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Orrefors Intermezzo Blue Goblets, Set of 2

Orrefors Intermezzo Blue Goblets, Set of 2

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Orrefors Intermezzo Blue Goblets, Set of 2
Intermezzo Blue is Erika Lagerbielke's hugely successful stemware and tableware series with the
familiar blue drop in the stem. When designing Intermezzo, Erika was fascinated by the interplay
between the austerity of the clear glass form and the life-giving blue drop - a drop that demands
attention without raising its voice.
Practically synonymous with Scandinavian modern, Intermezzo glassware is strikingly original. These
two tall, elegant goblets, like all Intermezzo pieces, feature the pattern's signature emblem: an
upside-down teardrop, in either black or cobalt blue, captured in the clear stem. Each glass stands
9-1/4 inches tall and feels beautifully balanced, with a deep bowl to hold either wine or water. Crafted
in Sweden of lead-free crystal, Intermezzo stemware typifies the high quality of collaboration between
the designer, in this case, Erika Lagerbielke, and skilled glassmakers. Orrefors glass is among the
most prized in the world, and each piece should be carefully washed by hand. --Ann Bieri From the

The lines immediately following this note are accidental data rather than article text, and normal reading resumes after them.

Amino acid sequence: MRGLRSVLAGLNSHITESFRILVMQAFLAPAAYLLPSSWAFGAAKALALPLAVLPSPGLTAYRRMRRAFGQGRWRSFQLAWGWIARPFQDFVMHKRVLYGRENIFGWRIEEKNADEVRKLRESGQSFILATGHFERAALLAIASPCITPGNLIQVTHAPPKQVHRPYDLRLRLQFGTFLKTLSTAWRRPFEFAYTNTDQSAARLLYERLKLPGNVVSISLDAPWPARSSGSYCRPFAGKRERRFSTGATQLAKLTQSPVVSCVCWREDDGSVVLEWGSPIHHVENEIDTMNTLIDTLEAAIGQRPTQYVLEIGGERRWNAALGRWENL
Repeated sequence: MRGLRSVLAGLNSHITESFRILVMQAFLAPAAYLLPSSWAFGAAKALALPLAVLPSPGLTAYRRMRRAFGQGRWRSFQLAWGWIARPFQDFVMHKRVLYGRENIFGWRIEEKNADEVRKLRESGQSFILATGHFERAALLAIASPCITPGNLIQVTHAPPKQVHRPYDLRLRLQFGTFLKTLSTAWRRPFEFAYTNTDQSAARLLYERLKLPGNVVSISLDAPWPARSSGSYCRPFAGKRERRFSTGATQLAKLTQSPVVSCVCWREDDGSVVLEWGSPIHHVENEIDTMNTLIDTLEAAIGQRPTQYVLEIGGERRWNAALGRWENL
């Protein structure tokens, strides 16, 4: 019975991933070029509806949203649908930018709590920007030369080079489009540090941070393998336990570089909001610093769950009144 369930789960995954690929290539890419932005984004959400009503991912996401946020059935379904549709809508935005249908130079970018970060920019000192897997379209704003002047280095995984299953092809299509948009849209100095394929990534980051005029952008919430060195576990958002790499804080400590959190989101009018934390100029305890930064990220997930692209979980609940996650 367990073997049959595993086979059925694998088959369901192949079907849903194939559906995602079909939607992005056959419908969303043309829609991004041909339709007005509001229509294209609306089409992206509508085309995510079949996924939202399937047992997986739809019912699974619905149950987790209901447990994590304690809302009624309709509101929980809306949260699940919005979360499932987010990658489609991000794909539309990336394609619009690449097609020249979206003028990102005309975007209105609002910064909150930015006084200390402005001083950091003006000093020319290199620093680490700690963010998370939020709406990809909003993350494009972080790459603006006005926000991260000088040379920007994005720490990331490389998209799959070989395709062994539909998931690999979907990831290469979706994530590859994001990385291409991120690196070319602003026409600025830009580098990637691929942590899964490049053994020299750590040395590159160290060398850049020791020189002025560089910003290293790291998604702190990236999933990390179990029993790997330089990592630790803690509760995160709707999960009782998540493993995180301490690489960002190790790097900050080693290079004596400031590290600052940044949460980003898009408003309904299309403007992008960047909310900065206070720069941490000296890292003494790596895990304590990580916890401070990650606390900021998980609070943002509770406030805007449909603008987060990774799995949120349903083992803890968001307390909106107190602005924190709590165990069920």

Manufacturer
About the Designer: After studies in industrial design at the College of Arts, Crafts
and Design in Stockholm, Erika Lagerbielke, born in 1960, brought her special talents to Orrefors in
1982. For two decades she has designed glass for Orrefors that has won praise from critics and
customers alike. Among her major artistic successes are her Intermezzo, Merlot, and Difference
tableware, which have all won an Excellent Swedish Design award. Intermezzo has also received an
International Tabletop award and is one of Orrefors's bestselling services. Color and cut detail are
characteristic of Erika Lagerbielke's design, both in art glass and in the pieces she produces for the
Orrefors collection. Her track record lists such classics as Lancelot, Zodiak, and Rosebud. Of her
newest products, Ceremony, a set of festive glasses with prodigiously long stems, is especially worthy
of note.
About Kosta Boda: With characteristic craftsmanship and good design, Kosta Boda
has become one of the leading glasshouses in the world. The company's three glassworks in the
villages of Kosta, Boda, and Ã…fors each have exciting individual stories of their own yet stand
together under the common brand name Kosta Boda. The corps of designers currently on retainer at
Kosta Boda works with both utilitarian and art glass. Glass results from a great many meetings
between people--artists, craftspeople, and lovers of glass. The artists of Kosta Boda have a decisive
role to play in all the creative stages of the process. The cooperation between the designers and the
skilled craftspeople is very close; indeed, it is essential if the designers are to transfer their intentions to